Local fresh produce of highest quality
Aside his basic philosophy in producing oil, Duilio Belic also follows very basic credo of pairing the olive oil with domestic, local and fresh produce and food with minimal or basically no thermal preparations. That means no cooking. He started to explain the idea to Istrian restaurant owners a decade ago setting the trail for today’s gourmet lifestyle that is quite evident in Istria. Restaurants today carry his olive oil and the bottles are particularly handy since the cap of the bottle wont let you spill a drop more than intended.
And then the feast has begun. First plate – mozarella, domestic tangerines and white grapes were paired with leccino oil with a glass of Bencic young malvasia (Bencic label won the title for the best young malvasia at this year’s Vinistra, Istria’s most important wine fair and the motor for wine culture and lifestyle). Leccino gave its fruitiness to the gentle mozzarella whilst soft and mineral malvasia gave a gentle touch to it.
Sardines marinated in tangerine juice
I was delighted by the softness and the texture of fresh sardines marinated in tangerine juice with Belic selection, a coupage of Italian and Istrian olive varieteis of leccino, frantoio, pendolino, vodnjanska crnica, istarska bjelica and buza. Smoked salmon with itrana oil and reduced aceto balsamico from Modena went great with a glass of Matosevic Alba, the barrique malvasia from acacia barrels. The acacia flavor, a signature taste to Matosevic’s aged malvasias, was an intelligent match with the smokiness of the salmon while the reduced aceto balsamico (balsamic vinegar) gave that higher touch to this freshly prepared dish. Again, all fresh produce, no cooking but pure taste!
Salted anchovies wrapped around tangerines and marinated in buza, Istria’s typical and beloved oil loved for its intense fruit flavor with a twist of aromatic herbs of artichokes and apples – gave a very round taste to the dish. Again, Malvasia Alba with its aromatic taste was a good match.
Leccino and vanilla ice-cream
A traditional dish to December time of the year – bakalar na bijelo, a cod paté on a piece of bread with frantoio oil was a perfect combination of strong taste, fine texture of the pate and the spiciness of frantoio, Italian variety from Tuscany. The surprise of the day was the excellent combination of vanilla ice-cream with leccino olive oil – leccino’s gentleness enhanced the vanilla’s flavor. So far chocolate ice-creams or chocolate cakes were a typical high cuisine dessert in Istria but I think vanilla with leccino could just be my favorite for the time being.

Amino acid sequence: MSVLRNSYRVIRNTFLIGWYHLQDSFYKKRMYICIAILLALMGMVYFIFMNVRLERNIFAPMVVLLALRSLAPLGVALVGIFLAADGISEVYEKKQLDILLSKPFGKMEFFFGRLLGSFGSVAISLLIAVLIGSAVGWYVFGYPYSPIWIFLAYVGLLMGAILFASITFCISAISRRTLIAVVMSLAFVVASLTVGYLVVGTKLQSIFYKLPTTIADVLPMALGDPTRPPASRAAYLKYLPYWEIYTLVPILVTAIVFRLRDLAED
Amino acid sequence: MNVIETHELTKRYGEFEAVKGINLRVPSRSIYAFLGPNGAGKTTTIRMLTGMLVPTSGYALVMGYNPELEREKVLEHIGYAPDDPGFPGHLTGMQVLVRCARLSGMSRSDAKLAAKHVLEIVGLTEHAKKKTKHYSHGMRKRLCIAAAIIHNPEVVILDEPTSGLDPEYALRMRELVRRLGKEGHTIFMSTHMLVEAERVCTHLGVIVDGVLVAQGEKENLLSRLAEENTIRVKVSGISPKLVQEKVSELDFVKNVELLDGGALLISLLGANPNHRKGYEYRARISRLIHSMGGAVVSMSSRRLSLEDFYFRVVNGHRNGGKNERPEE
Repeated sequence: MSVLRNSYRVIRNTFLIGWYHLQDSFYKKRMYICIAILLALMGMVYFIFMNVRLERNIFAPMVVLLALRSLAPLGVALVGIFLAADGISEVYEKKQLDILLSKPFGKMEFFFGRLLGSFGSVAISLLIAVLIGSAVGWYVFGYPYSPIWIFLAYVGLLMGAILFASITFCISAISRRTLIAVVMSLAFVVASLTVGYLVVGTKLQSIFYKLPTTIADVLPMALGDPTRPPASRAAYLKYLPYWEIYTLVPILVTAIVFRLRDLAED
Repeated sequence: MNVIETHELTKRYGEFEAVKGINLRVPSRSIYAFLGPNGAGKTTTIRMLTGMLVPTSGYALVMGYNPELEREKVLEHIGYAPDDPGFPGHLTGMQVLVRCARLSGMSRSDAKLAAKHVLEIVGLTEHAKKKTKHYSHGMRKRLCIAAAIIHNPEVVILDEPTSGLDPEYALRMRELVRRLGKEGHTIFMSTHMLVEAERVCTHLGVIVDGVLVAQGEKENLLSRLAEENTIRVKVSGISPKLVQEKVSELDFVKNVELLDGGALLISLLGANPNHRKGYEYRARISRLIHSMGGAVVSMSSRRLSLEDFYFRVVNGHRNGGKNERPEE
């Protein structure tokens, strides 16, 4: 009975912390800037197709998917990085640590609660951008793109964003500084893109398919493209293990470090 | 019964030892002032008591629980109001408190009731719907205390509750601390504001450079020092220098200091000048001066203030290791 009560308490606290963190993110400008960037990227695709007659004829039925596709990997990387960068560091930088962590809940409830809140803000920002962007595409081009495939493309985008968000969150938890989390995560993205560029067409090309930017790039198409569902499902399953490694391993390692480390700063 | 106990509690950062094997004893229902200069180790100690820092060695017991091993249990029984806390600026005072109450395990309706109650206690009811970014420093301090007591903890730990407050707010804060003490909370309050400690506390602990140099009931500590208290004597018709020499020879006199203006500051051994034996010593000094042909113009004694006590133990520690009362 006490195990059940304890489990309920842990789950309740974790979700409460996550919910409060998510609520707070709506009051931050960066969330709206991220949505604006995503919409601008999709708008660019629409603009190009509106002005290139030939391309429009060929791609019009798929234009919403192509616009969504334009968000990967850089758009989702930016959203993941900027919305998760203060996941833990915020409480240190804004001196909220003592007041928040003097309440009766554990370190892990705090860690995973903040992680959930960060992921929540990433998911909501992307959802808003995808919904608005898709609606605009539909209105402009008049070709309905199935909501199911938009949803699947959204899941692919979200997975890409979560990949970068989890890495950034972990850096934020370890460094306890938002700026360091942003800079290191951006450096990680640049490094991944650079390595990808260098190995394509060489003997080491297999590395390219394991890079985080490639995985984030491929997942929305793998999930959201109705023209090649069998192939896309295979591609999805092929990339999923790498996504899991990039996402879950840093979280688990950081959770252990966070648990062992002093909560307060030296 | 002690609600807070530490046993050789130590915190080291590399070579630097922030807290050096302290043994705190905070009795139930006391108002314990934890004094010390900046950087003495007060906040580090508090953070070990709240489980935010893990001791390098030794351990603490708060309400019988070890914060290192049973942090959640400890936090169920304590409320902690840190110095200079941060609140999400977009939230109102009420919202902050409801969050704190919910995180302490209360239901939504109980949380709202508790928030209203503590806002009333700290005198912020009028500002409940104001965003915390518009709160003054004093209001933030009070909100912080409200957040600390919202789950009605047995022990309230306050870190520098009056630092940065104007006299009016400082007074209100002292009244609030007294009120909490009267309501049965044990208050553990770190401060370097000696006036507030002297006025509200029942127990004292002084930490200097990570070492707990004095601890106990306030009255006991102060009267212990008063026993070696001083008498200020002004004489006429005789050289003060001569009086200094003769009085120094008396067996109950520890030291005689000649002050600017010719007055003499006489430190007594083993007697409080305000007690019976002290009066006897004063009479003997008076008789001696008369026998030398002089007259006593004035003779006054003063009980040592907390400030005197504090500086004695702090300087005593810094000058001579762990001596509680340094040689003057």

Another interesting combination was skuta (fresh cow cheese, similar to ricotta and typical to Istrian cuisine) was paired with acacia honey and two oil varieties: itrana (my first try of this intense oil tasting like ripe tomato and aromatic herbs was quite soft) and ascolana tenera (this well balanced spicy and bitter oil was a good companion to skuta and honey). At the end I’ve realized that each oil is a story of its own – it has its own personality (the Belics say, half jokingly, that each oil is a like a child to them).
It’s still a hobby…
Wrapping up the delicious little appetizer that we’ve tasted, Duilio shared his thoughts that this year could just be excellent due to lots of sunny days we’ve had throughout the year. And I certainly look forward to it. Belic family produces some 6 to 8 thousand bottles of olive oil annually, it’s still a hobby, says Duilio; they’re investing a lot but enjoy it equally. Bosiljka runs the business while Duilio takes on the banking industry in Zagreb, the capital, as his day time job. The weekends are dedicated to their family and olive oil. Passion and love – it’s all about life’s basic truths when it comes to Duilio Belic and his Oleum Viride extra virgin olive oil…